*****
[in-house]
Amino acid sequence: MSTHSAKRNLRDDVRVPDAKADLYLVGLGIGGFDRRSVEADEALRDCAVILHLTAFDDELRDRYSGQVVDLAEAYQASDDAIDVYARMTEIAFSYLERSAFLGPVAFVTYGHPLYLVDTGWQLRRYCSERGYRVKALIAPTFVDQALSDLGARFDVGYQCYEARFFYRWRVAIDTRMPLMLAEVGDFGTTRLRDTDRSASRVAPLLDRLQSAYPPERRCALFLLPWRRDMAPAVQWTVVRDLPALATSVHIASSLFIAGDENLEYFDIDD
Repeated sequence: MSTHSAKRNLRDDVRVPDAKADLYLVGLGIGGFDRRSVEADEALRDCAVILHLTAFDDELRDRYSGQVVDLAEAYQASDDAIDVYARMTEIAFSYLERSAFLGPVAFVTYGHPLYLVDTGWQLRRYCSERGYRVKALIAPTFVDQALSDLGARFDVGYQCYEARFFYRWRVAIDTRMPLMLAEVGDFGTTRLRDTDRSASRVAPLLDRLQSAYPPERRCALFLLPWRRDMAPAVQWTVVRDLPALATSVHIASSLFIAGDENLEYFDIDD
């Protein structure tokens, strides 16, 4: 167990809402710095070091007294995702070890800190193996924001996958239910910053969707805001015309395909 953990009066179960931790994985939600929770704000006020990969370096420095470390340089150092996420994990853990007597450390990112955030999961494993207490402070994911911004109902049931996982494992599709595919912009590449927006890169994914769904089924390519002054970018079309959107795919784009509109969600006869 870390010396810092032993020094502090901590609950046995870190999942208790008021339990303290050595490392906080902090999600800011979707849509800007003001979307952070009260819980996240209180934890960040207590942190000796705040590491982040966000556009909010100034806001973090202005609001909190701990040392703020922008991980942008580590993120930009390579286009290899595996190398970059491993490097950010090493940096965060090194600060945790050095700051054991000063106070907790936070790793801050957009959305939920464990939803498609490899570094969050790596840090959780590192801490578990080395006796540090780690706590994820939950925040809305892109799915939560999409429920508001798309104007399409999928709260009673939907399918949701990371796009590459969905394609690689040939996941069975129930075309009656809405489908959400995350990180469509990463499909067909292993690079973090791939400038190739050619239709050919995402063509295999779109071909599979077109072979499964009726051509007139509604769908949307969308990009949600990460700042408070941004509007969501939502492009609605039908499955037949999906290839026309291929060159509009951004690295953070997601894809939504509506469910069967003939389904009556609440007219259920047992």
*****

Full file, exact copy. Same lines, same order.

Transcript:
[in-house]
Amino acid sequence: MSTHSAKRNLRDDVRVPDAKADLYLVGLGIGGFDRRSVEADEALRDCAVILHLTAFDDELRDRYSGQVVDLAEAYQASDDAIDVYARMTEIAFSYLERSAFLGPVAFVTYGHPLYLVDTGWQLRRYCSERGYRVKALIAPTFVDQALSDLGARFDVGYQCYEARFFYRWRVAIDTRMPLMLAEVGDFGTTRLRDTDRSASRVAPLLDRLQSAYPPERRCALFLLPWRRDMAPAVQWTVVRDLPALATSVHIASSLFIAGDENLEYFDIDD
Repeated sequence: MSTHSAKRNLRDDVRVPDAKADLYLVGLGIGGFDRRSVEADEALRDCAVILHLTAFDDELRDRYSGQVVDLAEAYQASDDAIDVYARMTEIAFSYLERSAFLGPVAFVTYGHPLYLVDTGWQLRRYCSERGYRVKALIAPTFVDQALSDLGARFDVGYQCYEARFFYRWRVAIDTRMPLMLAEVGDFGTTRLRDTDRSASRVAPLLDRLQSAYPPERRCALFLLPWRRDMAPAVQWTVVRDLPALATSVHIASSLFIAGDENLEYFDIDD
């Protein structure tokens, strides 16, 4: 167990809402710095070091007294995702070890800190193996924001996958239910910053969707805001015309395909 953990009066179960931790994985939600929770704000006020990969370096420095470390340089150092996420994990853990007597450390990112955030999961494993207490402070994911911004109902049931996982494992599709595919912009590449927006890169994914769904089924390519002054970018079309959107795919784009509109969600006869 870390010396810092032993020094502090901590609950046995870190999942208790008021339990303290050595490392906080902090999600800011979707849509800007003001979307952070009260819980996240209180934890960040207590942190000796705040590491982040966000556009909010100034806001973090202005609001909190701990040392703020922008991980942008580590993120930009390579286009290899595996190398970059491993490097950010090493940096965060090194600060945790050095700051054991000063106070907790936070790793801050957009959305939920464990939803498609490899570094969050790596840090959780590192801490578990080395006796540090780690706590994820939950925040809305892109799915939560999409429920508001798309104007399409999928709260009673939907399918949701990371796009590459969905394609690689040939996941069975129930075309009656809405489908959400995350990180469509990463499909067909292993690079973090791939400038190739050619239709050919995402063509295999779109071909599979077109072979499964009726051509007139509604769908949307969308990009949600990460700042408070941004509007969501939502492009609605039908499955037949999906290839026309291929060159509009951004690295953070997601894809939504509506469910069967003939389904009556609440007219259920047992």